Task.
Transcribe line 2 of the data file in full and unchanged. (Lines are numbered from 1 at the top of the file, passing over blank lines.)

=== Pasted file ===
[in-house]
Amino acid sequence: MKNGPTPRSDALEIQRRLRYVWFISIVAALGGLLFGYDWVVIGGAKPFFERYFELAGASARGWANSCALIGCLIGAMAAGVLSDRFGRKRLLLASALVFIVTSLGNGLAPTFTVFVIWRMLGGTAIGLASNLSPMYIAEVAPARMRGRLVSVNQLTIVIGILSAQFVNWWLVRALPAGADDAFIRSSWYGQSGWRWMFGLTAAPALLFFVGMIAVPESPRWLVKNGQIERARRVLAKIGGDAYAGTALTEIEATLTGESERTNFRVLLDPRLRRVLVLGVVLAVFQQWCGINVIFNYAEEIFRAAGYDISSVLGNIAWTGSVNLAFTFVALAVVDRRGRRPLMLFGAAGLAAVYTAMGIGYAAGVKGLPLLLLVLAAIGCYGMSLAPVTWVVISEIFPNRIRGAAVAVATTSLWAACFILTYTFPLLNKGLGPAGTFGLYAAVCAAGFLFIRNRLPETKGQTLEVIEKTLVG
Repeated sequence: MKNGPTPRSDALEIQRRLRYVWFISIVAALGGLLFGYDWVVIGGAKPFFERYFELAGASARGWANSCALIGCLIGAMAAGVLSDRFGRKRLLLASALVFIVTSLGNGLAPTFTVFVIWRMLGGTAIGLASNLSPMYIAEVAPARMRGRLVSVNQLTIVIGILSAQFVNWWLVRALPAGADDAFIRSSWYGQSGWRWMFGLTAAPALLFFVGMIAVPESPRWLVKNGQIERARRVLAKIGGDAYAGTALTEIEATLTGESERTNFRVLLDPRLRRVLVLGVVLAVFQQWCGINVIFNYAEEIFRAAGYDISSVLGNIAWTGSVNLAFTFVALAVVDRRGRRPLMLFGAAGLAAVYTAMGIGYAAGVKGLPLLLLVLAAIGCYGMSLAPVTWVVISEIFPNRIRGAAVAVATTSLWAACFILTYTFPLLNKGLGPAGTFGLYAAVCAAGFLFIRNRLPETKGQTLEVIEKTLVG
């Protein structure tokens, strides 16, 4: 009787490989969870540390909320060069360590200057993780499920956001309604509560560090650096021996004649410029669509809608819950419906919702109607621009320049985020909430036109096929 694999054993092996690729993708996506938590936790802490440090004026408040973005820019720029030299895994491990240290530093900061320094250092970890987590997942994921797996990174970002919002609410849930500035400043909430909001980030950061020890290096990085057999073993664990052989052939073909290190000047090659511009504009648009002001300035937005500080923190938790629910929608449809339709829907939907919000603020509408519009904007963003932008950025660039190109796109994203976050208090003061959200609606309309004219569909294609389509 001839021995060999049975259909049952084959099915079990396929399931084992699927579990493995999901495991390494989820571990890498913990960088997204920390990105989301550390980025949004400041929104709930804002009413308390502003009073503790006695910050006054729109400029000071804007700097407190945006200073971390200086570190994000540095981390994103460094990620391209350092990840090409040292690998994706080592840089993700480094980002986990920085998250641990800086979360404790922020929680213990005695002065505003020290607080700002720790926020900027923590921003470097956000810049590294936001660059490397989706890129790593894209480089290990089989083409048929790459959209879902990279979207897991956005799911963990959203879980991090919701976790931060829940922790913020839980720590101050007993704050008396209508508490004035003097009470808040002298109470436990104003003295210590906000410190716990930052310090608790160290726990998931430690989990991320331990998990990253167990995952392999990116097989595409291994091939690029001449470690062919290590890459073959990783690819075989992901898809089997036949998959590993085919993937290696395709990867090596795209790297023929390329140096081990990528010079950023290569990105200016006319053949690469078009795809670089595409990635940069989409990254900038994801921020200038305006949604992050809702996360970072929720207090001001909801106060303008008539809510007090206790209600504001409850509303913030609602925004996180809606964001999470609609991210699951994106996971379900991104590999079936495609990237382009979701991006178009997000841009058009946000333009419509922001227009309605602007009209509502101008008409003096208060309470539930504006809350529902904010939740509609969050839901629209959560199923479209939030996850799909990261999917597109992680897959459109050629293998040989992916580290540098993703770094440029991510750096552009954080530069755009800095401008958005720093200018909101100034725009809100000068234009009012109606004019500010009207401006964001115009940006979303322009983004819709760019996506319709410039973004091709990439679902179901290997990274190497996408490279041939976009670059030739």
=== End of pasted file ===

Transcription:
Amino acid sequence: MKNGPTPRSDALEIQRRLRYVWFISIVAALGGLLFGYDWVVIGGAKPFFERYFELAGASARGWANSCALIGCLIGAMAAGVLSDRFGRKRLLLASALVFIVTSLGNGLAPTFTVFVIWRMLGGTAIGLASNLSPMYIAEVAPARMRGRLVSVNQLTIVIGILSAQFVNWWLVRALPAGADDAFIRSSWYGQSGWRWMFGLTAAPALLFFVGMIAVPESPRWLVKNGQIERARRVLAKIGGDAYAGTALTEIEATLTGESERTNFRVLLDPRLRRVLVLGVVLAVFQQWCGINVIFNYAEEIFRAAGYDISSVLGNIAWTGSVNLAFTFVALAVVDRRGRRPLMLFGAAGLAAVYTAMGIGYAAGVKGLPLLLLVLAAIGCYGMSLAPVTWVVISEIFPNRIRGAAVAVATTSLWAACFILTYTFPLLNKGLGPAGTFGLYAAVCAAGFLFIRNRLPETKGQTLEVIEKTLVG